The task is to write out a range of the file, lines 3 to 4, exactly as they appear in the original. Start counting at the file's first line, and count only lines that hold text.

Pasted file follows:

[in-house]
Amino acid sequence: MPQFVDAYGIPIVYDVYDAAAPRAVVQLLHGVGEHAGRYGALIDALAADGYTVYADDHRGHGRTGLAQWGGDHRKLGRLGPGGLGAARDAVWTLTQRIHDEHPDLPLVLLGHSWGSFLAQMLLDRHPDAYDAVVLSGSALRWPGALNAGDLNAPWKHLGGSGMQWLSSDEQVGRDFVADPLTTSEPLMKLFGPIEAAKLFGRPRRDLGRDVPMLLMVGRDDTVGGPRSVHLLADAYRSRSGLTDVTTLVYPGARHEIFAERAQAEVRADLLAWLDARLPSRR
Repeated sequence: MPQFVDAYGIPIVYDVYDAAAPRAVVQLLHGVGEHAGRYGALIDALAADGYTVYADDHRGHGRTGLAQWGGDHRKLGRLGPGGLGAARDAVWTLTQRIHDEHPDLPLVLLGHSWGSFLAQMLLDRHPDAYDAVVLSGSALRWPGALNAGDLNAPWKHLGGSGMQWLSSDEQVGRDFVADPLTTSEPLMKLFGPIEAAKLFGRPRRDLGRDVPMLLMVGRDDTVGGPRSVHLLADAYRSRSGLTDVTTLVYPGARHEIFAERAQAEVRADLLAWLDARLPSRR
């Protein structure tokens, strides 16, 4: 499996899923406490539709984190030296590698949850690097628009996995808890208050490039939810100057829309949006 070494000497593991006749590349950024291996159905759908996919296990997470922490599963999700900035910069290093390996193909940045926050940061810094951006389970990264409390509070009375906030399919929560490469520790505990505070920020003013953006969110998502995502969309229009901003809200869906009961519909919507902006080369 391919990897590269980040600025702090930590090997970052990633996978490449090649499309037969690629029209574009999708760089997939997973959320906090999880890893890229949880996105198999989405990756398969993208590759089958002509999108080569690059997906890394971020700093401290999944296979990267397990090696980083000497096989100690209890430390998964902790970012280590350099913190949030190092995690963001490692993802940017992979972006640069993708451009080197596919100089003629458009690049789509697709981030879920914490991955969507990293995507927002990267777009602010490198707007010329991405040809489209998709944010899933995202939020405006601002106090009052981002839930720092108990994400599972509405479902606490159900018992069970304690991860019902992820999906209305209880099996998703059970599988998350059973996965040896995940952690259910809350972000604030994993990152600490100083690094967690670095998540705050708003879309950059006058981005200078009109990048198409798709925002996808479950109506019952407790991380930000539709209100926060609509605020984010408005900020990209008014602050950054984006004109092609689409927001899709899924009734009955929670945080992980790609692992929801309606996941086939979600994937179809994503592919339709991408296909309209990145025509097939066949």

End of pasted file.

Repeated sequence: MPQFVDAYGIPIVYDVYDAAAPRAVVQLLHGVGEHAGRYGALIDALAADGYTVYADDHRGHGRTGLAQWGGDHRKLGRLGPGGLGAARDAVWTLTQRIHDEHPDLPLVLLGHSWGSFLAQMLLDRHPDAYDAVVLSGSALRWPGALNAGDLNAPWKHLGGSGMQWLSSDEQVGRDFVADPLTTSEPLMKLFGPIEAAKLFGRPRRDLGRDVPMLLMVGRDDTVGGPRSVHLLADAYRSRSGLTDVTTLVYPGARHEIFAERAQAEVRADLLAWLDARLPSRR
């Protein structure tokens, strides 16, 4: 499996899923406490539709984190030296590698949850690097628009996995808890208050490039939810100057829309949006 070494000497593991006749590349950024291996159905759908996919296990997470922490599963999700900035910069290093390996193909940045926050940061810094951006389970990264409390509070009375906030399919929560490469520790505990505070920020003013953006969110998502995502969309229009901003809200869906009961519909919507902006080369 391919990897590269980040600025702090930590090997970052990633996978490449090649499309037969690629029209574009999708760089997939997973959320906090999880890893890229949880996105198999989405990756398969993208590759089958002509999108080569690059997906890394971020700093401290999944296979990267397990090696980083000497096989100690209890430390998964902790970012280590350099913190949030190092995690963001490692993802940017992979972006640069993708451009080197596919100089003629458009690049789509697709981030879920914490991955969507990293995507927002990267777009602010490198707007010329991405040809489209998709944010899933995202939020405006601002106090009052981002839930720092108990994400599972509405479902606490159900018992069970304690991860019902992820999906209305209880099996998703059970599988998350059973996965040896995940952690259910809350972000604030994993990152600490100083690094967690670095998540705050708003879309950059006058981005200078009109990048198409798709925002996808479950109506019952407790991380930000539709209100926060609509605020984010408005900020990209008014602050950054984006004109092609689409927001899709899924009734009955929670945080992980790609692992929801309606996941086939979600994937179809994503592919339709991408296909309209990145025509097939066949």